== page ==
That's how Iraq and 9/11 are connected. The attacks literally happened because of Clinton's failure to resolve the conflict in Iraq in a timely manner. We can debate the decision, post 9/11, to resolve it via invasion and removal of Saddam from power, but to say that one had nothing to do with the other is absurd.
May as well have invaded Australia for their treatment of Aboriginals. Or gosh, maybe you could imagine invading Rwanda and thus saving millions of Tutsis/Hutus from slaughter. I wonder what you think "necessary" means. Whether you think invasions are necessary for humanitarian purposes, or other... (economic? Hegemonic? Please do tell what your reason for necessary is).
But sure, stupid idiot Conservatives and stupid idiot Liberals can be equally stupid, and equally kill hundreds of thousands in unnecessary wars. Great job, warmonger typical US person, whether liberal or conservative. **** both of you idiots/amoralists. Liberals for liberal reasons, and Conservatives for fiscal reasons. Are you just daft? How many trillions should we now to spend bring the Sudan to order? Rhodesia? Burma? Now Yemen which we ensured was destroyed? Christ, dumb *** warmongers are so ******* stupid. That they pretend to care about anyone is just the final straw. You don't give a **** about humans not yourself--just admit it.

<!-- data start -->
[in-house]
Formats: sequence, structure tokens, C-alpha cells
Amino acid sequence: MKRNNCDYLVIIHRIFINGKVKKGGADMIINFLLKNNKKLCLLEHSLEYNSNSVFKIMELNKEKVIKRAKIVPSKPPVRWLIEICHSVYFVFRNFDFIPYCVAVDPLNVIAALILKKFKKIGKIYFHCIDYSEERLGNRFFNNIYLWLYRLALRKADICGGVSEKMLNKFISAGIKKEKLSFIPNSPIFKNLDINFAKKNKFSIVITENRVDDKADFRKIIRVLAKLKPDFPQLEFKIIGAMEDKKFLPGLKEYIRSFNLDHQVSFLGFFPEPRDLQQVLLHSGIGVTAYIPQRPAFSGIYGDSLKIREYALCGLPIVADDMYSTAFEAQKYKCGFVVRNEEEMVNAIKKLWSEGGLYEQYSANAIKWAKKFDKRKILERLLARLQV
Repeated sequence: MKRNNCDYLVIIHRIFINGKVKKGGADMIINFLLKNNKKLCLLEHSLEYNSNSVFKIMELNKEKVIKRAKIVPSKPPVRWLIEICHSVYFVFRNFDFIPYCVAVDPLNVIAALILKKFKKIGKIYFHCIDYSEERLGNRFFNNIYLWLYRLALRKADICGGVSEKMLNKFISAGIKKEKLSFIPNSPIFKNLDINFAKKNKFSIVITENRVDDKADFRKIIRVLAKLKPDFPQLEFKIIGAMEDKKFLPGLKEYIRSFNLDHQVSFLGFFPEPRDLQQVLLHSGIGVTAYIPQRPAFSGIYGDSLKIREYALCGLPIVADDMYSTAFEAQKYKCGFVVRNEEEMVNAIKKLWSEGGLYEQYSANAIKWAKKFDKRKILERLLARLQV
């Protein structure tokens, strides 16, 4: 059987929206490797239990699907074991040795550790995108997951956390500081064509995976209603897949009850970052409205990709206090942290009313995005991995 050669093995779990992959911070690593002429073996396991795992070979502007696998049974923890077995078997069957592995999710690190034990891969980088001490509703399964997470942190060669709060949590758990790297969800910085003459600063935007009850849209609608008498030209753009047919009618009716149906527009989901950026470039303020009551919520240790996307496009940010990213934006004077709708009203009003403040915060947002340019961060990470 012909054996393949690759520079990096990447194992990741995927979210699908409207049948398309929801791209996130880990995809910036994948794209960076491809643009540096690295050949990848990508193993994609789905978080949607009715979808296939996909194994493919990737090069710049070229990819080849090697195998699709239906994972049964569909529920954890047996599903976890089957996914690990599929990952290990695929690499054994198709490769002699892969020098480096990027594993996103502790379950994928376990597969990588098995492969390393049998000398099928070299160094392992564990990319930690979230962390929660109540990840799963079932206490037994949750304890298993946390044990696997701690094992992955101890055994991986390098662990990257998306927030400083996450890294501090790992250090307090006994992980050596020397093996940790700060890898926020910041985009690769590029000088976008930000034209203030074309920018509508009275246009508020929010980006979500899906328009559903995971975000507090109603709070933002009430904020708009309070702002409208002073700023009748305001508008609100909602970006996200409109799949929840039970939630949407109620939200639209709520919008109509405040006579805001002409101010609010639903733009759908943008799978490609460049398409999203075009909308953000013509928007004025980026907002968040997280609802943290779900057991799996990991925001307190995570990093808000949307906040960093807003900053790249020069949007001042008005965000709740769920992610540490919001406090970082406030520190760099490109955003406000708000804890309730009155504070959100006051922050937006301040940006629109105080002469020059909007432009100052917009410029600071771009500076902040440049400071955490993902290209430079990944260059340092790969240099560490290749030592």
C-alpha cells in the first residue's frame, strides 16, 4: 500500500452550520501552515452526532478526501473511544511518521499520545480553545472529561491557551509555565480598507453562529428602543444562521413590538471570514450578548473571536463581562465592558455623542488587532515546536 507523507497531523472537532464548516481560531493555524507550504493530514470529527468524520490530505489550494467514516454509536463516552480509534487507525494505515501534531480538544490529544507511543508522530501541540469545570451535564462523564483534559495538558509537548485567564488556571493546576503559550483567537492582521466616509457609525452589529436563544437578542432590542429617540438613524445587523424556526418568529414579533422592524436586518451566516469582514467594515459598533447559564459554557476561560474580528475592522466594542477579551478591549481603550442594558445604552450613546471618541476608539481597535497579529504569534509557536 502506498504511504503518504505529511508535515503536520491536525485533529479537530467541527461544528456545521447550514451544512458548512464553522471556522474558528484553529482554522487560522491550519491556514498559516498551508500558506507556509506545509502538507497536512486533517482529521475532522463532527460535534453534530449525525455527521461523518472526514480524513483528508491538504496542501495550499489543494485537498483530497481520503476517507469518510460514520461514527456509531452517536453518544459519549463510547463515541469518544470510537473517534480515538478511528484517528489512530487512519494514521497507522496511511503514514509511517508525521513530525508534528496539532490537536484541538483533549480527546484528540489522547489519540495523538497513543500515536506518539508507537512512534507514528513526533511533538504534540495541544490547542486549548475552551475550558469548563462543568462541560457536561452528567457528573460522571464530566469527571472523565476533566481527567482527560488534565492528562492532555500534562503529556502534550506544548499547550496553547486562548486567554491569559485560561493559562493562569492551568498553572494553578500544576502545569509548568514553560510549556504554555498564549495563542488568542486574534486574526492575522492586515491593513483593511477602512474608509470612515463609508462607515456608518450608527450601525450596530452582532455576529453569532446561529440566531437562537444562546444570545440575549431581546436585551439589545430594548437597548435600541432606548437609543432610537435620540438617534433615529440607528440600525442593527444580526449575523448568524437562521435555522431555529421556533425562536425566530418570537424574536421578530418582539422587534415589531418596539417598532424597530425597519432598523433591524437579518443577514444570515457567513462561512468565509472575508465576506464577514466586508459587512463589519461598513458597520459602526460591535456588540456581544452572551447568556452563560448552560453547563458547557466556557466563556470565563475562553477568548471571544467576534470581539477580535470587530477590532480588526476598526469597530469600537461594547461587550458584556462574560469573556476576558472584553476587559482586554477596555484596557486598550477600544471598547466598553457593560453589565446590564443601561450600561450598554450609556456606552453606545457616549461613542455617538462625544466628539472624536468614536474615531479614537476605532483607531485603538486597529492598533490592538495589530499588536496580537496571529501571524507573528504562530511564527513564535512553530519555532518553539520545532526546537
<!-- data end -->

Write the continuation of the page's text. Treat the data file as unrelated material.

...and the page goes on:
More likely, you are ignorant of the actual reasons for such things, and rail about them rather than spending some effort informing yourself about the subject. It's terrifically easy to label a decision you don't understand at "stupid". But often, you find that when you gain that understanding, it's not nearly as stupid a decision as you first thought.